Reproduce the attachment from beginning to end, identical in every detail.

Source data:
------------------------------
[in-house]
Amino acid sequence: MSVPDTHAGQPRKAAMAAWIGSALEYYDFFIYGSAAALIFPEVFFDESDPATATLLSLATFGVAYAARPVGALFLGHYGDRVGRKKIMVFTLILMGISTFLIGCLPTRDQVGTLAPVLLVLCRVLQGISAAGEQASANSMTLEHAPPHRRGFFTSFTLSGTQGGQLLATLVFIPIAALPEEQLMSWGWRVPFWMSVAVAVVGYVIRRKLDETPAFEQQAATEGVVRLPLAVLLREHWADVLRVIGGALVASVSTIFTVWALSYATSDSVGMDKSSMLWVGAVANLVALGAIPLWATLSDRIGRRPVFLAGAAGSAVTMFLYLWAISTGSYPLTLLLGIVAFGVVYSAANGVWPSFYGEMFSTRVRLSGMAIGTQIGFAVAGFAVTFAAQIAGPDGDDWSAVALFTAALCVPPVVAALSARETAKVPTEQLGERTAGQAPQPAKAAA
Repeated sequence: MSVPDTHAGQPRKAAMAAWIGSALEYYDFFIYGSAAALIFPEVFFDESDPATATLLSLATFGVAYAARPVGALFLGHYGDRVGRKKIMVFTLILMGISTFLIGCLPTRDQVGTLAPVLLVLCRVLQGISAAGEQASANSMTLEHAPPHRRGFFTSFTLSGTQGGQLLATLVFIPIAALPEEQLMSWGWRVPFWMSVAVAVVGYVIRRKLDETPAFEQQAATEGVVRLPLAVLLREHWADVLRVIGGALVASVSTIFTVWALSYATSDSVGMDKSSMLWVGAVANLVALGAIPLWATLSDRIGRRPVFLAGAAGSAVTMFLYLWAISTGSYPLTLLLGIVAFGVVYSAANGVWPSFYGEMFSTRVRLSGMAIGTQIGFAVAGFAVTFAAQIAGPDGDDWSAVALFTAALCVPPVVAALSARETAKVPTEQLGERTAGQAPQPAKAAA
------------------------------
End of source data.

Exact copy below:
[in-house]
Amino acid sequence: MSVPDTHAGQPRKAAMAAWIGSALEYYDFFIYGSAAALIFPEVFFDESDPATATLLSLATFGVAYAARPVGALFLGHYGDRVGRKKIMVFTLILMGISTFLIGCLPTRDQVGTLAPVLLVLCRVLQGISAAGEQASANSMTLEHAPPHRRGFFTSFTLSGTQGGQLLATLVFIPIAALPEEQLMSWGWRVPFWMSVAVAVVGYVIRRKLDETPAFEQQAATEGVVRLPLAVLLREHWADVLRVIGGALVASVSTIFTVWALSYATSDSVGMDKSSMLWVGAVANLVALGAIPLWATLSDRIGRRPVFLAGAAGSAVTMFLYLWAISTGSYPLTLLLGIVAFGVVYSAANGVWPSFYGEMFSTRVRLSGMAIGTQIGFAVAGFAVTFAAQIAGPDGDDWSAVALFTAALCVPPVVAALSARETAKVPTEQLGERTAGQAPQPAKAAA
Repeated sequence: MSVPDTHAGQPRKAAMAAWIGSALEYYDFFIYGSAAALIFPEVFFDESDPATATLLSLATFGVAYAARPVGALFLGHYGDRVGRKKIMVFTLILMGISTFLIGCLPTRDQVGTLAPVLLVLCRVLQGISAAGEQASANSMTLEHAPPHRRGFFTSFTLSGTQGGQLLATLVFIPIAALPEEQLMSWGWRVPFWMSVAVAVVGYVIRRKLDETPAFEQQAATEGVVRLPLAVLLREHWADVLRVIGGALVASVSTIFTVWALSYATSDSVGMDKSSMLWVGAVANLVALGAIPLWATLSDRIGRRPVFLAGAAGSAVTMFLYLWAISTGSYPLTLLLGIVAFGVVYSAANGVWPSFYGEMFSTRVRLSGMAIGTQIGFAVAGFAVTFAAQIAGPDGDDWSAVALFTAALCVPPVVAALSARETAKVPTEQLGERTAGQAPQPAKAAA